Lopez v. Davis, 531 U.S. 230 (2001)

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certiorari to the united states court of appeals for the eighth circuit

No. 99-7504. Argued October 30, 2000—Decided January 10, 2001

Under 18 U. S. C. 3621(e)(2)(B), "[t]he period a [federal] prisoner convicted of a nonviolent offense remains in custody after successfully completing a [substance abuse] treatment program may be reduced by the Bureau of Prisons" (BOP). The BOP therefore ranked ineligible for early release all inmates incarcerated for "crime[s] of violence." Initially, the BOP defined the term "crimes of violence" to include, among other offenses, a drug trafficking conviction under 21 U. S. C. 841, if the offender received a two-level sentence enhancement under United States Sentencing Commission, Guidelines Manual (USSG) 2D1.1(b)(1), for possessing a dangerous weapon in connection with the drug offense. The Courts of Appeals thereafter divided over the validity of classifying drug offenses involving firearms possession as crimes of violence. The Circuit division prompted the BOP to issue the regulation now before the Court. That regulation denies early release to several categories of prisoners, including inmates whose current offense is a felony attended by "the carrying, possession, or use of a firearm." 28 CFR 550.58(a)(1)(vi)(B). The BOP rests this denial not on a definition of "crimes of violence," but on the BOP's asserted discretion to prescribe additional early release criteria.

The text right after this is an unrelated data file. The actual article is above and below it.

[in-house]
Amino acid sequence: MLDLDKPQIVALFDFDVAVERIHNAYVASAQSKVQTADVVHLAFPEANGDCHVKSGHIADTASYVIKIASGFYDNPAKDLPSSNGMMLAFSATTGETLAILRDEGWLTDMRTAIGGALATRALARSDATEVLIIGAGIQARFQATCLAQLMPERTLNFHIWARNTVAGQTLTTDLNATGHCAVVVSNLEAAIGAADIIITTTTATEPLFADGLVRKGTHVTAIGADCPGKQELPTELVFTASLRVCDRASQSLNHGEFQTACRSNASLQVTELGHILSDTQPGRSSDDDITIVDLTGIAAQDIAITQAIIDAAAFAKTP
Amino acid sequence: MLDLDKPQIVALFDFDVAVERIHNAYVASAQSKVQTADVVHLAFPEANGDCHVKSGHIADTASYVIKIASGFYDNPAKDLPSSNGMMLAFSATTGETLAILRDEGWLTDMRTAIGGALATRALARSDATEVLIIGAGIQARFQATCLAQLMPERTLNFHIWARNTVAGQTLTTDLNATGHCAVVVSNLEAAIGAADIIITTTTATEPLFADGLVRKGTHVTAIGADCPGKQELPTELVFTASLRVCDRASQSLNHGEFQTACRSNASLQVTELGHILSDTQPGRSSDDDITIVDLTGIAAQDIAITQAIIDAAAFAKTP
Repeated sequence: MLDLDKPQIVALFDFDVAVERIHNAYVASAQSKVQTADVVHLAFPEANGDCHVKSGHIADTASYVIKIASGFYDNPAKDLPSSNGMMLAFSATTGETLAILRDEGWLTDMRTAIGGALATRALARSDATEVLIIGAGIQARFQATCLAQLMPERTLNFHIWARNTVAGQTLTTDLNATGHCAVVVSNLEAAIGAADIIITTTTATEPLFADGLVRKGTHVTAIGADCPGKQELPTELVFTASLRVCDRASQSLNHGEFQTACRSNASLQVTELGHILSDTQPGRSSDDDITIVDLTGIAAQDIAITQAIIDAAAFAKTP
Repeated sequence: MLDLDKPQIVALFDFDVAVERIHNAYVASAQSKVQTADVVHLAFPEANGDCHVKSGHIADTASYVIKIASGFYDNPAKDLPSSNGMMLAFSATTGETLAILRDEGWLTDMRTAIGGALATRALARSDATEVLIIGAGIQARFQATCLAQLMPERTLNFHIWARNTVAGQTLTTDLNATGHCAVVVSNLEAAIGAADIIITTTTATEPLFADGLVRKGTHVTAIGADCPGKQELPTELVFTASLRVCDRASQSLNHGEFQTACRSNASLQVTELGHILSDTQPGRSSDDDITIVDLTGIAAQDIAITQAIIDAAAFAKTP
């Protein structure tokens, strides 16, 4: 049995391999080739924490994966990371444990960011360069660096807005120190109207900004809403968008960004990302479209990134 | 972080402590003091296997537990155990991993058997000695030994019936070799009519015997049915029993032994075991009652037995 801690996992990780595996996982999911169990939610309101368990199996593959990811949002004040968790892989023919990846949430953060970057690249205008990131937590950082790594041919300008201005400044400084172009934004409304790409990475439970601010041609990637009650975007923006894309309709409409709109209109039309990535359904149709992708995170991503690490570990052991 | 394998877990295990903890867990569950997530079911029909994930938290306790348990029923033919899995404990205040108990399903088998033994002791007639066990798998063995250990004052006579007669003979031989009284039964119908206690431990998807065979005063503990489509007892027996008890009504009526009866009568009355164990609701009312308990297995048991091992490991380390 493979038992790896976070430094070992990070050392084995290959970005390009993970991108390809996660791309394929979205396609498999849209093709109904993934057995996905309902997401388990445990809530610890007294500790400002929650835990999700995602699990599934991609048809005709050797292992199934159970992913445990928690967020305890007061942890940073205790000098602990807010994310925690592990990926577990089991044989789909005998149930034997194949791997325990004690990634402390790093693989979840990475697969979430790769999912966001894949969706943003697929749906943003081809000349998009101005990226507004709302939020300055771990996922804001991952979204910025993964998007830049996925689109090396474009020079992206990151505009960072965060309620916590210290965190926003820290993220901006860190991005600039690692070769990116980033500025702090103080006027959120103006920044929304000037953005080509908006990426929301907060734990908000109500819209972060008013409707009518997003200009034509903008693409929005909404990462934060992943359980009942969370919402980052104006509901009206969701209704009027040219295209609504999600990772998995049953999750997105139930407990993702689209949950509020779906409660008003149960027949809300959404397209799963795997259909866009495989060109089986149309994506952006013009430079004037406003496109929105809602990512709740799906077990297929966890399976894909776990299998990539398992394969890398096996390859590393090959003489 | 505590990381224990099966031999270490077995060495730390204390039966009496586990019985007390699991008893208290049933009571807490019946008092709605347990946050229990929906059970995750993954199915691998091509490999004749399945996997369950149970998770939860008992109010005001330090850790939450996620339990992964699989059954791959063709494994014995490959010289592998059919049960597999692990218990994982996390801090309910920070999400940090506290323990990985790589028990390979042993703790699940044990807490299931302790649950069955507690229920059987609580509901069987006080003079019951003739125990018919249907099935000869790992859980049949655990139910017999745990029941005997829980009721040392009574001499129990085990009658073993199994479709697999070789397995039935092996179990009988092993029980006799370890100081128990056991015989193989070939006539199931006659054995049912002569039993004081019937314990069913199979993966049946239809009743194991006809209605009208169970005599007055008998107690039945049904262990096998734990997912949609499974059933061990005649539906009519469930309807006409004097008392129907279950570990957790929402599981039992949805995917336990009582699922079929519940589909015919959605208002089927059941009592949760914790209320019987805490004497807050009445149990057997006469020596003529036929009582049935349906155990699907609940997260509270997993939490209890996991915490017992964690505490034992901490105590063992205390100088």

Petitioner Lopez was convicted of possession with intent to distribute methamphetamine in violation of 21 U. S. C. 841. Finding that Lopez possessed a firearm in connection with his offense, the District Court enhanced his sentence by two levels pursuant to USSG 2D1.1(b)(1). While incarcerated, Lopez requested substance abuse treatment. The BOP found him qualified for its treatment program, but categorically ineligible, under 28 CFR 550.58(a)(1)(vi), for early release. Ordering the BOP to reconsider Lopez's eligibility for early release, the District Court held that the BOP may not categorically count out, based upon sentencing factors or weapon possession, inmates whose underlying conviction was for a nonviolent crime. The Eighth Circuit reversed. It reasoned that 3621(e)(2)(B)'s "may . . . reduc[e]" formulation allows the BOP discretion to devise a regime based on criteria that can be uniformly applied. To the extent Congress left a gap in 3621(e)(2)(B) for the BOP to fill, the Court of Appeals stated, deference is owed the BOP's interpretation under Chevron U. S. A. Inc. v. Natural Resources

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